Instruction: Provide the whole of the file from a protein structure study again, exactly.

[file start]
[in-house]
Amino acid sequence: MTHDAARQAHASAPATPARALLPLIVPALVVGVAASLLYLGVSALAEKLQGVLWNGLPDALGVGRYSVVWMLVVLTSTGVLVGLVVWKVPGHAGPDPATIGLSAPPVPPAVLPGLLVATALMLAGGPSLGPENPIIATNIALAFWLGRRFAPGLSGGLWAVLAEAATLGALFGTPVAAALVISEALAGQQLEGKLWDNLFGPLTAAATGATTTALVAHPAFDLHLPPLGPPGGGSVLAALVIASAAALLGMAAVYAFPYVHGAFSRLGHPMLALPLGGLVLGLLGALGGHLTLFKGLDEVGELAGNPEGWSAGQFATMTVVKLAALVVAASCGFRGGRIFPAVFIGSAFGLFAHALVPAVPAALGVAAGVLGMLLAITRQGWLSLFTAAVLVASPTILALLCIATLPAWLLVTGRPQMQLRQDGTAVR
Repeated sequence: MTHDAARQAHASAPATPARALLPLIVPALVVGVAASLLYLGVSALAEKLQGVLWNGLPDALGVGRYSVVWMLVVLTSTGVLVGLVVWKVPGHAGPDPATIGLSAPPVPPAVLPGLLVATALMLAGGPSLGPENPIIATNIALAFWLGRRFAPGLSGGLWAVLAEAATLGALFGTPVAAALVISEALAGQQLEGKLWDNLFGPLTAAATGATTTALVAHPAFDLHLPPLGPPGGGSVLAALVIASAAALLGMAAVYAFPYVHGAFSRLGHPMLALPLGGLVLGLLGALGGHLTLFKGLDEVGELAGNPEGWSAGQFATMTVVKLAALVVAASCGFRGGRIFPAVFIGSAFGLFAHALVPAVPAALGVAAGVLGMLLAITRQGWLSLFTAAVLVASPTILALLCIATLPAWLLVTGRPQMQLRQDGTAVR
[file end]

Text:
[in-house]
Amino acid sequence: MTHDAARQAHASAPATPARALLPLIVPALVVGVAASLLYLGVSALAEKLQGVLWNGLPDALGVGRYSVVWMLVVLTSTGVLVGLVVWKVPGHAGPDPATIGLSAPPVPPAVLPGLLVATALMLAGGPSLGPENPIIATNIALAFWLGRRFAPGLSGGLWAVLAEAATLGALFGTPVAAALVISEALAGQQLEGKLWDNLFGPLTAAATGATTTALVAHPAFDLHLPPLGPPGGGSVLAALVIASAAALLGMAAVYAFPYVHGAFSRLGHPMLALPLGGLVLGLLGALGGHLTLFKGLDEVGELAGNPEGWSAGQFATMTVVKLAALVVAASCGFRGGRIFPAVFIGSAFGLFAHALVPAVPAALGVAAGVLGMLLAITRQGWLSLFTAAVLVASPTILALLCIATLPAWLLVTGRPQMQLRQDGTAVR
Repeated sequence: MTHDAARQAHASAPATPARALLPLIVPALVVGVAASLLYLGVSALAEKLQGVLWNGLPDALGVGRYSVVWMLVVLTSTGVLVGLVVWKVPGHAGPDPATIGLSAPPVPPAVLPGLLVATALMLAGGPSLGPENPIIATNIALAFWLGRRFAPGLSGGLWAVLAEAATLGALFGTPVAAALVISEALAGQQLEGKLWDNLFGPLTAAATGATTTALVAHPAFDLHLPPLGPPGGGSVLAALVIASAAALLGMAAVYAFPYVHGAFSRLGHPMLALPLGGLVLGLLGALGGHLTLFKGLDEVGELAGNPEGWSAGQFATMTVVKLAALVVAASCGFRGGRIFPAVFIGSAFGLFAHALVPAVPAALGVAAGVLGMLLAITRQGWLSLFTAAVLVASPTILALLCIATLPAWLLVTGRPQMQLRQDGTAVR